I hear people all the time talking about how QT is restraining monetary policy. Now, that’s true in the sense that it’s removing accommodation. But it’s not true in the sense that the balance sheet is still very large relative to where the Fed started QE back in 2020. It could take another year or two to get the balance sheet back to where they want it. Until you get it all the way back there, it’s still accommodative. And I have so much trouble explaining to people that the rate of change is different than the level.
Unhedged: Let me offer you the pushback that folks will give you here. That is: the Fed got inflation wrong. Everyone got it wrong. Most of Wall Street got it wrong. But you know what got it right? Year-over-year M2 growth, that got it right.
Dudley: Well, that would be a much more compelling observation if the same thing had happened after the great financial crisis, which it didn’t. M2 is going to be correlated with the shift from QE to QT. But if you go look at M2 growth after the GFC, you saw a lot of QE, you saw rapid growth of M2. And there was no inflation, no consequence for growth. M2 just doesn’t have much relationship to economic activity.
People just don’t understand how the Fed’s operating model has changed. Quantities of money don’t really matter very much. What really matters is the interest rate that the Fed sets on reserves.
Unhedged: Why does it matter that we’re in an excess reserves regime?
Dudley: I think the excess reserves regime is much better than the prior model, because it allows you to do things that you couldn’t do easily before. Under the old model, you’re trying to balance the amount of reserves precisely to generate the federal funds rate. Remember, the Fed didn’t have the authority to pay interest on reserves until the Tarp legislation passed [Troubled Asset Relief Program, passed in late 2008]. So the Fed could only set interest rates by having just the precise amount of reserves in the banking system to generate the interest rate that they wanted.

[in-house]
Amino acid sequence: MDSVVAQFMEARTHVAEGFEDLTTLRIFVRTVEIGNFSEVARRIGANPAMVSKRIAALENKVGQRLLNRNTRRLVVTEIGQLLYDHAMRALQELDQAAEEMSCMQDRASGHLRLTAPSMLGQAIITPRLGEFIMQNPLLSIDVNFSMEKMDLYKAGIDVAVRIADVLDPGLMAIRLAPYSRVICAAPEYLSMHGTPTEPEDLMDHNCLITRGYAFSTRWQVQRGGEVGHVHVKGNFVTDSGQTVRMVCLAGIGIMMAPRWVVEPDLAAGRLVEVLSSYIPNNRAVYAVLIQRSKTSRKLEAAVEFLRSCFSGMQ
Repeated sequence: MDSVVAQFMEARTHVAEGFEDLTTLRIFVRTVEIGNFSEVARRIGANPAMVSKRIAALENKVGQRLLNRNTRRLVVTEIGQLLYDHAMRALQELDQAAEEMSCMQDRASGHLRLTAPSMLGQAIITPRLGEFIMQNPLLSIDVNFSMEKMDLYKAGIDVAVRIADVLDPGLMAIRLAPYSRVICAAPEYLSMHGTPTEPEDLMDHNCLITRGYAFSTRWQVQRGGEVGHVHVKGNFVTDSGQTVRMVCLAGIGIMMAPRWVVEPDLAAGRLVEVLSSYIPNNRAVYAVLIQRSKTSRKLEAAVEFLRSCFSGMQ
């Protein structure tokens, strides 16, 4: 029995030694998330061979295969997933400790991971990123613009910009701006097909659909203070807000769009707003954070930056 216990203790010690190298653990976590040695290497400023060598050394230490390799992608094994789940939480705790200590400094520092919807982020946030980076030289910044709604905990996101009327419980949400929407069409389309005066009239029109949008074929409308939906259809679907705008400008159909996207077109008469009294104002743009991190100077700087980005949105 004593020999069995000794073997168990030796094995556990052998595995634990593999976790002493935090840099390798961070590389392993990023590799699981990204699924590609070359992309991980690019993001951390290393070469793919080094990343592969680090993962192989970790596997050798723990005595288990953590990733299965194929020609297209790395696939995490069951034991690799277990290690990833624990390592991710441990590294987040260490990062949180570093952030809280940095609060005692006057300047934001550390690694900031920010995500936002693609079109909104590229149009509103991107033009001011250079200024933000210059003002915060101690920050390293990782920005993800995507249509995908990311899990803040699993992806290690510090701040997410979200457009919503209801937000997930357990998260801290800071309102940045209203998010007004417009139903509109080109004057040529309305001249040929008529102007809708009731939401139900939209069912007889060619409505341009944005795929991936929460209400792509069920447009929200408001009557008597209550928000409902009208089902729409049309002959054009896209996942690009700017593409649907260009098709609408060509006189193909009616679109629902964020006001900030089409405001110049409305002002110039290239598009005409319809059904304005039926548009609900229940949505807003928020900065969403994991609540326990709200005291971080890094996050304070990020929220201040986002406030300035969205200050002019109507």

All of a sudden, you get the ability to pay interest on reserves. That allows you to cut that link: you can now have a big balance sheet but still control the economy. It allows you to offer open-ended liquidity facilities, without worrying about how much they’re drawn down. In the lead-up to the GFC, the Fed had to be very careful about the facilities not getting too large, because if they got large, we’d have to turn around and drain all the reserves that were added through the liquidity facilities. The facilities had to be set up so that the added reserves wouldn’t be unmanageable.